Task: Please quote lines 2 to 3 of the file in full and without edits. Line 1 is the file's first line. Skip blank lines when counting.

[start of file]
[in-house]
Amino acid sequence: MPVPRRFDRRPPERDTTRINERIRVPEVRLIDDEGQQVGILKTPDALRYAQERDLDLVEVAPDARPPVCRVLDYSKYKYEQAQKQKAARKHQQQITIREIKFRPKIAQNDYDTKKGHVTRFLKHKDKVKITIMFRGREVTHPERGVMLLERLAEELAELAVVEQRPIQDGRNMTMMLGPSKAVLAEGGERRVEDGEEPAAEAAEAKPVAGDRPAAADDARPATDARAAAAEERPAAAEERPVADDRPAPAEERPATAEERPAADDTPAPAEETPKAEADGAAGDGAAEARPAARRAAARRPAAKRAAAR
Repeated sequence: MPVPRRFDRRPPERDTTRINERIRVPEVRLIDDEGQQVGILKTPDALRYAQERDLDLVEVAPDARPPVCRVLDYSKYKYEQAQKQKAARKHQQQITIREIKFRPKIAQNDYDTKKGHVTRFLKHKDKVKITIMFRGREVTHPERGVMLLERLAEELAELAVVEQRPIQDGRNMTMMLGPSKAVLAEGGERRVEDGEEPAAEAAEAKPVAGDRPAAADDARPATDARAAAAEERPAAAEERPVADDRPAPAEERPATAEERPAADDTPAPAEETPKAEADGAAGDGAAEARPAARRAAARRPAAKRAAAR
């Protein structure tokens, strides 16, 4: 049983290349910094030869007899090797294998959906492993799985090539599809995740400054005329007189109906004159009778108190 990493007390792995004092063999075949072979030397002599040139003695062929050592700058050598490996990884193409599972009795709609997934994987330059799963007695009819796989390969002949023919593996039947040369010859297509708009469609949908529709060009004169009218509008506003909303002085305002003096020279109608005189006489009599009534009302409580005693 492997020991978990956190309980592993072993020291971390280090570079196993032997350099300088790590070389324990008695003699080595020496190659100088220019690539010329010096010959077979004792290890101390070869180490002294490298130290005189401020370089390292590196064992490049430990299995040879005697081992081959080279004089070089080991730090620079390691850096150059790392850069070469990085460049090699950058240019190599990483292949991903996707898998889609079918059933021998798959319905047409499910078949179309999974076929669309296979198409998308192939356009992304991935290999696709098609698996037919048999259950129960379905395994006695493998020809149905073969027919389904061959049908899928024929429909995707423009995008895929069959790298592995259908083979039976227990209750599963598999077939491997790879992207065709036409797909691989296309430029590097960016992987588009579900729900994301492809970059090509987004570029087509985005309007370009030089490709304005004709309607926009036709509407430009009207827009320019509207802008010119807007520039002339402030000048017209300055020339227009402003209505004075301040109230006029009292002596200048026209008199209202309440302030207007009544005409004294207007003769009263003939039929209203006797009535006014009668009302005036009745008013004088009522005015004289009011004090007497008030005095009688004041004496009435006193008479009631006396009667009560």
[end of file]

Amino acid sequence: MPVPRRFDRRPPERDTTRINERIRVPEVRLIDDEGQQVGILKTPDALRYAQERDLDLVEVAPDARPPVCRVLDYSKYKYEQAQKQKAARKHQQQITIREIKFRPKIAQNDYDTKKGHVTRFLKHKDKVKITIMFRGREVTHPERGVMLLERLAEELAELAVVEQRPIQDGRNMTMMLGPSKAVLAEGGERRVEDGEEPAAEAAEAKPVAGDRPAAADDARPATDARAAAAEERPAAAEERPVADDRPAPAEERPATAEERPAADDTPAPAEETPKAEADGAAGDGAAEARPAARRAAARRPAAKRAAAR
Repeated sequence: MPVPRRFDRRPPERDTTRINERIRVPEVRLIDDEGQQVGILKTPDALRYAQERDLDLVEVAPDARPPVCRVLDYSKYKYEQAQKQKAARKHQQQITIREIKFRPKIAQNDYDTKKGHVTRFLKHKDKVKITIMFRGREVTHPERGVMLLERLAEELAELAVVEQRPIQDGRNMTMMLGPSKAVLAEGGERRVEDGEEPAAEAAEAKPVAGDRPAAADDARPATDARAAAAEERPAAAEERPVADDRPAPAEERPATAEERPAADDTPAPAEETPKAEADGAAGDGAAEARPAARRAAARRPAAKRAAAR